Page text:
equestrian coach education international

Equestrian sportsIt’s said that good teachers are born and not made. I don’t care for that statement very much because even if it were true, it doesn’t leave much room for most of the instructors in the equestrian world who are out there doing their best.

Good teachers may have a bit of a head start, having been born with an aptitude and empathy, but they still have to learn a bunch of good communication skills and how and what to teach. And everyone who teaches riding, needs to understand the ways that riders learn, and the basic principles of their skill development.

This is where ECEi comes in. In particular, ECEi is all about how to teach.

The principles of how to teach are based on many years of educational research, very little of which has – until now – been used in equestrian teaching. ECEi is on a mission to change all that. The research material relevant to learning to ride is generally pretty dry and not equestrian-specific. ECEi can certainly fix all that! I think we learn best when we’re having fun, so I’ve added it to the mix. ECEi is heavily into fun. What you teach is your personal choice. This will no doubt follow your interests and riding talents. But the principles of how you teach cover all equestrian disciplines and activities. Hopefully, no matter which of these you most enjoy, you can draw useful tips from the ECEi content to take your work to a whole new level. 


Articles in Teaching - General, Volume 1

Teaching mixed ability groups(*)

mixed ability groupThe topics in this article

  • Why it is a challenge
  • Teaching principles
  • Things to avoid
  • Take home message

Who is your rider - your understanding

magic wandThe topics in this article

  • The magic wand of meaningful teaching
  • Why the rider's history is so important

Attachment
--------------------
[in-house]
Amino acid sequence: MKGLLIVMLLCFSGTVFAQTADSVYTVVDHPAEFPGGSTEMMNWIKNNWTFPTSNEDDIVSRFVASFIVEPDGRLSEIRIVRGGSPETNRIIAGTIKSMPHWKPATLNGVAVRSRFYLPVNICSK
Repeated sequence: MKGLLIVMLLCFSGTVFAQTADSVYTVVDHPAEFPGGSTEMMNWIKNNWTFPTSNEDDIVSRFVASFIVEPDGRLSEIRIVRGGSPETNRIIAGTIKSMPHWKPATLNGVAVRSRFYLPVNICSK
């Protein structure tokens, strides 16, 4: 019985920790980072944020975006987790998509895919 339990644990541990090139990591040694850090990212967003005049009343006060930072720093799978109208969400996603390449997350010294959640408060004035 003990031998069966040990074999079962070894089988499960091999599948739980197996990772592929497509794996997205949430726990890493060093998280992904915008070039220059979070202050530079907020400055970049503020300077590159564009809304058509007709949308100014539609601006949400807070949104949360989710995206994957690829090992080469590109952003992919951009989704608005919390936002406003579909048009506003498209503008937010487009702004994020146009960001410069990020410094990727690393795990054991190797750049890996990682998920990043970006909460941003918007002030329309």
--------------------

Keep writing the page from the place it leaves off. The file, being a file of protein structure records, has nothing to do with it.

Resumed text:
• How the rider's instuctional history influences our teaching
  • How understanding the riders' normal learning behaviour is essential
  • Understanding riders' objectives
  • Understanding expectations: of themselves, their horse and you


schoolmasterThe topics in this article

  • Schoolmasters - why they are worth their weight in gold
  • Who are the schoolmasters
  • What the best schoolmasters 'look like'
  • Working with a novice schoolmaster
  • Working with an advanced schoolmaster
  • Tips for working with any schoolmaster

Novice corners

good novice cornerThe topics in this article

  • Corners without conflict
  • What to do if you've spotted a problem
  • A good corner
  • Teaching how to ride novice corners
  • Parts of a novice corner
  • Thinking time
  • How to ride in, round and out of a corner

Histories of a bad beginning

Teaching general - histories of a bed beginningThe topics in this article

Re-schooling corners, problems, their causes and how to correct them

  • The horse either slows down, or rushes through his corners
  • The rider braces before going into the corner
  • The rider sits to the outside approaching the corner
  • The horse falls off his line, losing his balance to the outside
  • Horse swings his head to the outside, with or without displacing his forehand to the outside as he approaches the corner
  • Horse cuts across the corner, despite the rider’s best effort – or non-effort – to stop him

Rirer's emotional management

growth concept M16BXOwOThe topics in this article

  • The impact of a rider's emotions
  • Tension control
  • Appropriate expectations
  • Riders who lose their cool
  • How to have fun
  • Dealing with nerves
  • Maintaining confidenCES

This email address is being protected from spambots. You need JavaScript enabled to view it.